"Stalinist" powers at New Zealand airports
In New Zealand we'll do an "Uncle Sam" style check on you next time you visit us. Proposed legislation to introduce biometric security at our airports is now on the table. The purpose of it is to prevent undesirable people from entering New Zealand. However, civil liberties groups have wasted no time in condemning the proposals as unbridled "Stalinist" powers, and fitting in with never ending security demands from the USA.
Immigration Minister David Cunliffe tabled a 350-page Immigration Bill in Parliament yesterday, describing it as the biggest rewrite of immigration law for two decades.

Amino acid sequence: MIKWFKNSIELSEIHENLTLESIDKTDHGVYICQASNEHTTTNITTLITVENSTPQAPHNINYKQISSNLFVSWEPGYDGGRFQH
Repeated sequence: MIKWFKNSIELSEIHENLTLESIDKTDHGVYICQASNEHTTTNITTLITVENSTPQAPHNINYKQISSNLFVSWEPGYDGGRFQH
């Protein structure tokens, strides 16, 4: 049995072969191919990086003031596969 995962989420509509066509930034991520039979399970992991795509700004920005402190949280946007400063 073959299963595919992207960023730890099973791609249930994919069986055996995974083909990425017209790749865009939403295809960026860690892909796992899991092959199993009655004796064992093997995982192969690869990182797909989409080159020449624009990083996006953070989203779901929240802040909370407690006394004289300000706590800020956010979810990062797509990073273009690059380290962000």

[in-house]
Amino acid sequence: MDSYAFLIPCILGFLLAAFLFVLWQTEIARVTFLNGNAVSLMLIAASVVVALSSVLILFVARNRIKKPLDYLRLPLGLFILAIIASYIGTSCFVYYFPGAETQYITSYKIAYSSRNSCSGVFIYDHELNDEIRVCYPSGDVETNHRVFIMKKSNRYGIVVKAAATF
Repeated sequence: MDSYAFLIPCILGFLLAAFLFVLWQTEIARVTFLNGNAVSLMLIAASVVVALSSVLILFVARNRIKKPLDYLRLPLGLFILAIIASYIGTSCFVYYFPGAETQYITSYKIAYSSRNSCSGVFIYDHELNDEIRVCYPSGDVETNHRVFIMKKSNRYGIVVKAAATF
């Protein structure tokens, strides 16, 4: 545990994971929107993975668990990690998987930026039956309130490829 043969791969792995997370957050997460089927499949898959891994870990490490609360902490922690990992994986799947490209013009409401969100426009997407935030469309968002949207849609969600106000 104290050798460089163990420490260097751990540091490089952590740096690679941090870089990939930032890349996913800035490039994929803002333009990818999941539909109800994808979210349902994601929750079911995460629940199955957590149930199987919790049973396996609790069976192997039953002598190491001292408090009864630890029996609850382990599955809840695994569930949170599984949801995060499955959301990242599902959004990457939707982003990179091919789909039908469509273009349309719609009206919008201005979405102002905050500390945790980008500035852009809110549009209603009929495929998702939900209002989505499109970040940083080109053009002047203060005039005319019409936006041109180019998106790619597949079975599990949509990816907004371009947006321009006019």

The bill all but guts the 1987 Immigration Act, slicing the appeals system for would-be refugees and other migrants seeking residency in New Zealand from four tiers to just one.
It provides tough new powers for Immigration New Zealand to imprison for up to six months those who refuse to sign deportation orders, to use classified information held by the Security Intelligence Service (SIS) in assessing applications for entry, and to collect biometric data on all visitors to New Zealand.
New Zealand citizens will be exempt from the requirement to provide biometric data such as fingerprinting and iris scans but will have to submit to a digital scan of their face, which will be compared by computer with an image stored on a microchip in their passport.
Cunliffe said pictures of New Zealanders who were verified would then be deleted.
Only where there was a discrepancy or fraud was suspected would the picture be stored.
Late last year, Cunliffe pledged not to subject Kiwis to iris scans at airports, but he did not mention a digital photograph.